The Climate Equity Reference Project estimates that, based on equity (fairness), Ireland’s emissions should be reduced 243% below 1990 levels by 2030.

Reductions based on equity would essentially commit Ireland to achieving complete decarbonization by 2030 at the very latest.

This would include natural measures, compatible with biodiversity, to draw carbon back into the soil, as well as paying reparations in the form of financing emissions reductions efforts overseas.

Critically, Ireland’s emissions reductions must include aviation and shipping, sectors which to date have continued to lobby outside of the Paris Agreement.

This is particularly pertinent given that Ireland is a hub for aircraft leasing and financing.

Not too small to count: a human rights perspective

In the context of global mitigation efforts, you might find yourself asking: what part can a small nation like Ireland really play?

Developed countries like Ireland should not shirk its responsibility on the grounds that our emissions are relatively small on a global scale, that they do not have much impact or that other countries are not doing their fair share either.

In the landmark Urgenda judgment, the Dutch Supreme Court cogently argued based on Article 2 and 8 of the European Convention on Human Rights (ECHR) that partial fault for climate change also justifies partial responsibility.

Another rights-based climate case recently filed by a group of youth plaintiffs in Germany is alleging that a 55% reduction in emissions by 2030 compared with 1990 levels amounts to a violation of German basic law and Article 2 and 8 of the ECHR.

Given that German emissions decreased 36% from 1990-2020, while Ireland’s exponentially increased, there is a strong case to be made on human rights grounds that Ireland needs to do significantly more to make up for decades of delayed climate action.

A complaint has been filed with the European Court of Human Rights against Ireland and 32 other countries alleging that by failing to sufficiently reduce emissions these countries are violating a group of Portuguese youth plaintiffs’ rights under Article 2, 8 and 14 of the ECHR.

What is more, although the Irish Supreme Court did not directly address the issue in Climate Case Ireland, it did leave the doors open for future rights-based climate litigation.

What the burgeoning area of rights-based climate litigation teaches us is that weak mitigation policies and climate framework legislation cannot be immunised from legal challenge on constitutional and human rights grounds.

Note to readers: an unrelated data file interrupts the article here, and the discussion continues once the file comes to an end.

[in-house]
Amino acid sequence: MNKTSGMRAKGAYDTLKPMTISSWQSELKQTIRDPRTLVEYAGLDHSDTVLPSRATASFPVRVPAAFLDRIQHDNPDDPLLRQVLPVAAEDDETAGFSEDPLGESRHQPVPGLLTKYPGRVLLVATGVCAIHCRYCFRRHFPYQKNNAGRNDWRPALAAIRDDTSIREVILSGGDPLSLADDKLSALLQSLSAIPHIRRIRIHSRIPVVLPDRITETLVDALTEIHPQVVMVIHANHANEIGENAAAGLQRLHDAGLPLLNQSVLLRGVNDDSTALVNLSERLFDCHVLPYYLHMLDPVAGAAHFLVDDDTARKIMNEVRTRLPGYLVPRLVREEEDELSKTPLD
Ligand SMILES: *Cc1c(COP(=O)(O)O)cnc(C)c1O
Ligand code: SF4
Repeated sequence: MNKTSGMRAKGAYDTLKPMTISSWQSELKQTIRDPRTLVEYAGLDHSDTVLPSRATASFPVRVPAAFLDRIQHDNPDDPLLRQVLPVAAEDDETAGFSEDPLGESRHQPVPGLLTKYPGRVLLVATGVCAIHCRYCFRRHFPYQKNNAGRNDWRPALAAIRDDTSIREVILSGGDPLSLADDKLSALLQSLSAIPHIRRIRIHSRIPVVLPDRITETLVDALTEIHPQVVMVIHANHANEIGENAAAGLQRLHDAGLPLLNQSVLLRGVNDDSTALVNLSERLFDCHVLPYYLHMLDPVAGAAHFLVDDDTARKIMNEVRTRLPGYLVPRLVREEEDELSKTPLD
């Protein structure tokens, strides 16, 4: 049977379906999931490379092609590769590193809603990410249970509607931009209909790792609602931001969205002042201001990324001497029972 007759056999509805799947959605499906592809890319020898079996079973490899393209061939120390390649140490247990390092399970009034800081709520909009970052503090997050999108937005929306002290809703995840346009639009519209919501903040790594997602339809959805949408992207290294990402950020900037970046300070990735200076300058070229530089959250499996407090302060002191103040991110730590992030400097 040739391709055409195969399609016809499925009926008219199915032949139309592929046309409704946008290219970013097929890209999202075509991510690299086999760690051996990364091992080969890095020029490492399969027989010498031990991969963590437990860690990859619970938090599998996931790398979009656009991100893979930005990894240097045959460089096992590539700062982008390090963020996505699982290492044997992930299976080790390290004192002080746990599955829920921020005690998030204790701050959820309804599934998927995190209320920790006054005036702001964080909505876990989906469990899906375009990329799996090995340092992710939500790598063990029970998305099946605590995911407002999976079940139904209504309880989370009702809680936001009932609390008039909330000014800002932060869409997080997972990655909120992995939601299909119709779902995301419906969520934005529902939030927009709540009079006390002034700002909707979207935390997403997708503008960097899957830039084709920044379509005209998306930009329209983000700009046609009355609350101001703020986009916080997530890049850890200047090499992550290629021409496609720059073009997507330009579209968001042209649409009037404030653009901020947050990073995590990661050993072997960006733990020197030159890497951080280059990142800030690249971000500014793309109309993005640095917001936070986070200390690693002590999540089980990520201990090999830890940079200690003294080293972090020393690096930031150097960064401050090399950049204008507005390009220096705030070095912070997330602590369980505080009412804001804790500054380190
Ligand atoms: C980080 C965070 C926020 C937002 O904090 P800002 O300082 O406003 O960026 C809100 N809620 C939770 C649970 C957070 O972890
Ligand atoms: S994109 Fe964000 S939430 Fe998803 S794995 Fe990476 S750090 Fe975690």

A better option is “substantial and sustained” real emission reductions and this can be achieved through the Climate Bill 2020.

So, what can be done?

It is not enough for legislators to make incremental improvements on a terribly weak 2015 Climate Act.

A net-zero by 2050 target puts the current “ambition” of Ireland’s 2020 Climate Bill in league with climate commitments of the wealthiest oil companies in the world: BP, Shell, Total, and Repsol.

This Bill does not represent science or climate justice and may still run into legal difficulties from a fundamental rights perspective.

As Dr. Andrew Jackson pointed out during his presentation to the Oireachtas Committee on Climate Action, Ireland’s 2020 Climate Bill should be considered “second-generation climate legislation.”

Legislators should have learned from the grave mistakes made within Ireland’s 2015 Climate Act. At a time when Irish citizens have never been more attuned to how science informs legislation and policy, we urgently need a Climate Bill that aligns with science and climate justice.

To this end, the National Climate Objective should be entirely revised.

Rather than an ambiguous and unjust target of carbon neutrality by 2050, Ireland’s 2020 Climate Bill should instead enshrine a solemn commitment to complete decarbonisation by 2030 at the latest, and to making an equitable and scientifically-sound contribution to keeping within 1.5°C.

Successive Irish governments have to date marched past every scientific warning and threshold with impunity. It is now critical that a 1.5°C temperature limit alongside climate justice and a just transition are explicitly recognised as the central organising principles of this new piece of climate legislation.

Clodagh Daly is the campaign coordinator of Climate Case Ireland and a research assistant on the Effective Nature Law project at UCD Sutherland School of Law. Orla Kelleher is a PhD student in the UCD Sutherland School of Law working on rights-based climate litigation.